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  • Exotic programming languages making malware increasingly tough to spot

    960 640 Stuart O'Brien

    For defenders to maintain a competitive advantage over attackers, it’s important to recognize emerging trends by threat actors. One such trend BlackBerry has observed in 2021 is the practice by malware authors of leveraging new and uncommon programming languages to evade detection and hinder analysis.

    Malware authors have a reputation for being slow to change what works for them. But with millions of dollars in corporate ransoms now up for grabs, this is no longer the case. Some malware groups have taken the opportunity to branch out and try new or “exotic” programming languages to address specific pain-points in their development process, or to try to evade detection by defenders.

    A new BlackBerry white paper, Old Dogs New Tricks: Attackers Adopt Exotic Programming Languages, explores this trend and reveals the motivations and impact it may have on the threat landscape.

    “Malware authors are known for their ability to adapt and modify their skills and behaviors to take advantage of newer technologies,” said Eric Milam, VP of Threat Research at BlackBerry. “This has multiple benefits from the development cycle and inherent lack of coverage from protective products. This paper looks into less prolific programming languages and their use in the malware space. It is critical that industry and customers understand and keep tabs on these trends, as they are only going to increase.”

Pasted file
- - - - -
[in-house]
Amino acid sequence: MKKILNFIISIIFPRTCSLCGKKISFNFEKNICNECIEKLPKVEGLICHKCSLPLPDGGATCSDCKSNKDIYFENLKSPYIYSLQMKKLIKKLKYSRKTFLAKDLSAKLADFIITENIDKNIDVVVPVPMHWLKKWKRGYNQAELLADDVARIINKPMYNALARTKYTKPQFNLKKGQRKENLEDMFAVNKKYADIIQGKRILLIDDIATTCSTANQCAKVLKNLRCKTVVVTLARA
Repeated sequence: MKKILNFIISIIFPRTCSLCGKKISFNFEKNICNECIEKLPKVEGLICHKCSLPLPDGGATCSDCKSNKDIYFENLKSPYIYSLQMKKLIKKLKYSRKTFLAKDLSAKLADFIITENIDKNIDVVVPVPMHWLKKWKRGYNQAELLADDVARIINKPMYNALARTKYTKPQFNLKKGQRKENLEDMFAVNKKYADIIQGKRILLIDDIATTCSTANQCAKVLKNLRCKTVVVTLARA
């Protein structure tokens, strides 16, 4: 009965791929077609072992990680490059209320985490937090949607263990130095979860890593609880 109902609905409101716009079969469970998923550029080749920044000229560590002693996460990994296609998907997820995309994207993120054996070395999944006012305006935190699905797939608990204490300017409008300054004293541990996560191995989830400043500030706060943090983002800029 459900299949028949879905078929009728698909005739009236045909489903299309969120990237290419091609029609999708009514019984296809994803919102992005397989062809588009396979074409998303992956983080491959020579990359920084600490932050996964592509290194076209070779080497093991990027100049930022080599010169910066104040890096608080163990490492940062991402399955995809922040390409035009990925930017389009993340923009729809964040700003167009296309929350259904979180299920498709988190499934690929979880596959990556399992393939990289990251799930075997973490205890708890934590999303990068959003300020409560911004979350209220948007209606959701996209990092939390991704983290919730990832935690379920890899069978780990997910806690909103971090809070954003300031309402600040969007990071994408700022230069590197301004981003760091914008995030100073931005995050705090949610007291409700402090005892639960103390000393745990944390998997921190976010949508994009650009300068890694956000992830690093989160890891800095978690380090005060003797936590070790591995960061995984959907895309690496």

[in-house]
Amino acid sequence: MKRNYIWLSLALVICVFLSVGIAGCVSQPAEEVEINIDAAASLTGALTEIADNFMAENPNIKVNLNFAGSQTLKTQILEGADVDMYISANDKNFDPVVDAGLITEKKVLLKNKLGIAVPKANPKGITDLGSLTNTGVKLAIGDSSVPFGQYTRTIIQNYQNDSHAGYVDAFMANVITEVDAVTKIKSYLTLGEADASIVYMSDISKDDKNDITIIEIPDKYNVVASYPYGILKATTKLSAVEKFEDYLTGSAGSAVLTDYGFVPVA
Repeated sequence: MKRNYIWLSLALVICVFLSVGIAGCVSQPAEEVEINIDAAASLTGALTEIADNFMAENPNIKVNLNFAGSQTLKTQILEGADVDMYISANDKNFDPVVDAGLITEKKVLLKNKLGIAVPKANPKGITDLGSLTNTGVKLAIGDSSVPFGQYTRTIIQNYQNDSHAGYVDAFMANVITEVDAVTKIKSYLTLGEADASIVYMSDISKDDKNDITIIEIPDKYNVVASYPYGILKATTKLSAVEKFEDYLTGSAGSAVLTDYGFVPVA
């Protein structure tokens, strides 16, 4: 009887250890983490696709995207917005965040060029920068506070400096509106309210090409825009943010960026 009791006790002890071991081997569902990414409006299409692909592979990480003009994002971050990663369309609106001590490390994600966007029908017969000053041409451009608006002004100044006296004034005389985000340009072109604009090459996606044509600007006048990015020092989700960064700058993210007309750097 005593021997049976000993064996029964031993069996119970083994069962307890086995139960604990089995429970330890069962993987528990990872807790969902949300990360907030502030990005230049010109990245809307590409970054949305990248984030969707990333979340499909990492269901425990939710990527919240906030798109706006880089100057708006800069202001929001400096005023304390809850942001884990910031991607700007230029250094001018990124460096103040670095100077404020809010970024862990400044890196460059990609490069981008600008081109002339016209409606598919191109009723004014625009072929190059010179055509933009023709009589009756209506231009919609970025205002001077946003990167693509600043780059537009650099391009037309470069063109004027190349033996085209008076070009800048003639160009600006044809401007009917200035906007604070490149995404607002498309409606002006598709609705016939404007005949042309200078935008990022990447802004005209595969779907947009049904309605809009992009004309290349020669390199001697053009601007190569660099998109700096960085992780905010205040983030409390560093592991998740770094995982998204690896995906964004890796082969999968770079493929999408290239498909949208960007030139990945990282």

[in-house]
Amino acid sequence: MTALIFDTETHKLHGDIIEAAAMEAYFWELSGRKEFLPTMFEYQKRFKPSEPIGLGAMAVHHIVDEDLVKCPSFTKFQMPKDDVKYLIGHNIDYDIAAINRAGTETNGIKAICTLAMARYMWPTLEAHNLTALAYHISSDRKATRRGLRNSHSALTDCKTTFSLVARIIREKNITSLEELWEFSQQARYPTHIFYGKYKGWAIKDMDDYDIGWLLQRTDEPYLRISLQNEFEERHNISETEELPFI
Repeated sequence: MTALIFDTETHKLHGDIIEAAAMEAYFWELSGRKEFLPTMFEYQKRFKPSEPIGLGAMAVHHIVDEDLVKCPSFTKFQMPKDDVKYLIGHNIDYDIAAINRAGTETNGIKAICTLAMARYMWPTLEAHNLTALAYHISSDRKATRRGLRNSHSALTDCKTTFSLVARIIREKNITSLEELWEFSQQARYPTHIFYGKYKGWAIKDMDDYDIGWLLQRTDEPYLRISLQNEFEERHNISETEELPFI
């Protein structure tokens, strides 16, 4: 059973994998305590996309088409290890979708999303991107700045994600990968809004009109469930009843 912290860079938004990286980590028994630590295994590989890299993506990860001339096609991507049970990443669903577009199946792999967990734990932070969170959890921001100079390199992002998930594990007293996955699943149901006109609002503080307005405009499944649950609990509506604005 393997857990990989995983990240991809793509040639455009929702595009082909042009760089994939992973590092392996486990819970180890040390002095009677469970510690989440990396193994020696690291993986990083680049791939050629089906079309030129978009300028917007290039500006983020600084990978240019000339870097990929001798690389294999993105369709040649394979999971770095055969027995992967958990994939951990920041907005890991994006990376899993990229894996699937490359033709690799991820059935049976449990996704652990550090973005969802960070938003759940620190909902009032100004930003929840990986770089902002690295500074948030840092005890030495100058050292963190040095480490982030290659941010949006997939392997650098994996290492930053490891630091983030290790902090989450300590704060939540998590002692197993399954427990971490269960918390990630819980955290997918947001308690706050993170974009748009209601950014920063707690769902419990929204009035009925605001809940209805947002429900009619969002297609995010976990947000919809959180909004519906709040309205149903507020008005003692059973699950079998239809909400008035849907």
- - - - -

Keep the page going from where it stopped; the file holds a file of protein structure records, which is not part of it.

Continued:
The BlackBerry Research & Intelligence Team chose four uncommon programming languages of interest to examine: Go, D, Nim, and Rust.

    This choice was due in part to BlackBerry’s detection methodology, which identified an increase in the use of these languages for malicious intent, and exposed an escalation in the number of malware families being identified and published using these languages. These four languages have also piqued our interest because they could be considered well developed and supported, with strong community backing. ­

    While the trend of using exotic programming languages by threat actors is not new, BlackBerry aims to shed light on the state of the current threat landscape regarding these new and emerging languages. In this white paper, BlackBerry’s research team covers the reasons behind exotic language adoption, and provides valuable tips for detecting and preventing malware that takes advantage of these challenging new methods.

    Read the full report: Old Dogs, New Tricks: Attackers Adopt Exotic Programming Languages.

    AUTHOR

    Stuart O'Brien

    All stories by: Stuart O'Brien